Rep. Deb HaalandDebra HaalandDemocrats ask Labor Department to investigate Amazon warehouses Snoop Dogg says US women's soccer team deserves same pay as 'sorry ass' men's team Bipartisan House duo unveils amendment to block Iran strike without Congress's approval MORE (D-N.M.) condemned a group of young students for displaying "blatant hate, disrespect, and intolerance" in a viral video apparently taken during Friday's Indigenous Peoples March in Washington, D.C.

The video shows a group of dozens of mostly young men wearing President TrumpDonald John TrumpUS-Saudi Arabia policy needs a dose of 'realpolitik' Trump talks to Swedish leader about rapper A$AP Rocky, offers to vouch for his bail Matt Gaetz ahead of Mueller hearing: 'We are going to reelect the president' MORE’s signature red “Make America Great Again” hats and other apparel supporting the president. Several young men can be heard shouting and seen jumping around a Native American elder who is chanting and beating a drum. At one point, a young man is seen standing directly in front of the elder as he chants.

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The elder was identified by Indian Country Today newspaper as Nathan Phillips, an Omaha elder who is also a Vietnam veteran and former director of the Native Youth Alliance.

Phillips is reportedly a keeper of a sacred pipe and holds an annual ceremony honoring Native American veterans at Arlington National Cemetery.

In a phone call with The Hill, the freshman lawmaker said she feels as though that respect for others has diminished in recent years. 

"I feel like some of that has truly been lost and that's all condoned by our president," Haaland said. "You could tell that by the hats they were wearing."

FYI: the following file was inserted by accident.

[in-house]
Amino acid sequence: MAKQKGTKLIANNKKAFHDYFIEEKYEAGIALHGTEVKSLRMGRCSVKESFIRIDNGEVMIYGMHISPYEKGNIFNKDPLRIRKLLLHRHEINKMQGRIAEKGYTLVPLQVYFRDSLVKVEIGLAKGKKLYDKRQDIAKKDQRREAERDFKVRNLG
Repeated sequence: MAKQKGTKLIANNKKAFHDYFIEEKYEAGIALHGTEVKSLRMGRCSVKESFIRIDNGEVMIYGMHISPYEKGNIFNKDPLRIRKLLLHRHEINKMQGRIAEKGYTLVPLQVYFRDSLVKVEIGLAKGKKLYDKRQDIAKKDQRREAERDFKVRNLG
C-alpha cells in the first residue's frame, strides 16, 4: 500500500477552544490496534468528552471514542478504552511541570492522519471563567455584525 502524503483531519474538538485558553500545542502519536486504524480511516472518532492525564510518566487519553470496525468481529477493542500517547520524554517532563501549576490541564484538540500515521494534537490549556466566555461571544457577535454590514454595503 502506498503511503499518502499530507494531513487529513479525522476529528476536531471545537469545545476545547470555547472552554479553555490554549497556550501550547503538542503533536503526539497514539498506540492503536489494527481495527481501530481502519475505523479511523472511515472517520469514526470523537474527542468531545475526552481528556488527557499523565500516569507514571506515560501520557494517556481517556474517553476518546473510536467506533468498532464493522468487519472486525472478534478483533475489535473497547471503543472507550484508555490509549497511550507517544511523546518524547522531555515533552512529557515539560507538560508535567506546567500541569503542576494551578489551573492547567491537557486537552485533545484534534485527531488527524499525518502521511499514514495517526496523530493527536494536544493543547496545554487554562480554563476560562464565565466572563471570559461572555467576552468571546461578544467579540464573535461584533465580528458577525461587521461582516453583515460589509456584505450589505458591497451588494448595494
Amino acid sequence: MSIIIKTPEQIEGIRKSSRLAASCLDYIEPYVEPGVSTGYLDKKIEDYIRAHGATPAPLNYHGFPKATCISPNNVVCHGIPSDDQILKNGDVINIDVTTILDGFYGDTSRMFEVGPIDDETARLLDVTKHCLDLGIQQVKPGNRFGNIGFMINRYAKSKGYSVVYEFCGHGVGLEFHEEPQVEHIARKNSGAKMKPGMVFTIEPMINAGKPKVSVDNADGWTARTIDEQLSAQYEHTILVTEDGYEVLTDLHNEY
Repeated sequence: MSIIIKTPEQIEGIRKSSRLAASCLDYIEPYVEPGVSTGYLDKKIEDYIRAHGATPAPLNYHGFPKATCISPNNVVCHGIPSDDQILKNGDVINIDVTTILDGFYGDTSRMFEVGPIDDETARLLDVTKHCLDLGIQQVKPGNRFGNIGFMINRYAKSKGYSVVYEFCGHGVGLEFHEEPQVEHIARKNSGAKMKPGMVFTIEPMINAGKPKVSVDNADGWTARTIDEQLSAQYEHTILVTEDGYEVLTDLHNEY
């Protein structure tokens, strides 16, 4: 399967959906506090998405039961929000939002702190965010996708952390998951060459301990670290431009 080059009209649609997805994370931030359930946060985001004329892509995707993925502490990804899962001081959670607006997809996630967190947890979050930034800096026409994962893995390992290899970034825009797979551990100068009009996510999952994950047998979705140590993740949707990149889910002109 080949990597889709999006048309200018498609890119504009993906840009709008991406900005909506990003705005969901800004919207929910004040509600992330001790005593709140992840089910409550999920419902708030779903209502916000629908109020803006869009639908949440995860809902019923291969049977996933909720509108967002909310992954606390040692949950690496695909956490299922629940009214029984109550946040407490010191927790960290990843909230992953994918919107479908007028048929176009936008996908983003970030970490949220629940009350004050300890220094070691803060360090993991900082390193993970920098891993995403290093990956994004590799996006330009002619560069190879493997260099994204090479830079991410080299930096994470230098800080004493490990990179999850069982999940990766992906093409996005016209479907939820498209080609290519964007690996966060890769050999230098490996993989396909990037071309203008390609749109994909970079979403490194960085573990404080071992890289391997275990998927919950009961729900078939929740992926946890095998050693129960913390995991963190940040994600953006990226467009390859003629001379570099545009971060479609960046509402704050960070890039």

Haaland is Catholic as all Pueblo Indians have been since the late 1500s. The students involved in the incident were from an all-boys Catholic school in Kentucky to attend Friday's March for Life rally against abortion. 

"Our Catholic values of Pueblo people have been to care about each other and respect cultures," Haaland said. "Those are things I learned as I was growing up." 

The school and the Diocese of Covington said in a joint statement Saturday that they would "take appropriate action, up to and including expulsion."

"We condemn the actions of the Covington Catholic High School students towards Nathan Phillips specifically, and Native Americans in general, Jan. 18, after the March for Life, in Washington, D.C. We extend our deepest apologies to Mr. Phillips. This behavior is opposed to the Church’s teachings on the dignity and respect of the human person," the statement obtained by USA Today read.

Haaland said she hopes the school and their parents "look deep into themselves" and teach their children "some manners and respect." 

"Every student in this country should know that there would be no United States without Native Americans," Haaland told The Hill. "It's a shame they didn't sit and listen quietly and learn ... It was wrong-headed for them to antagonize him so I hope they learn some Native American history and cultural sensitivity."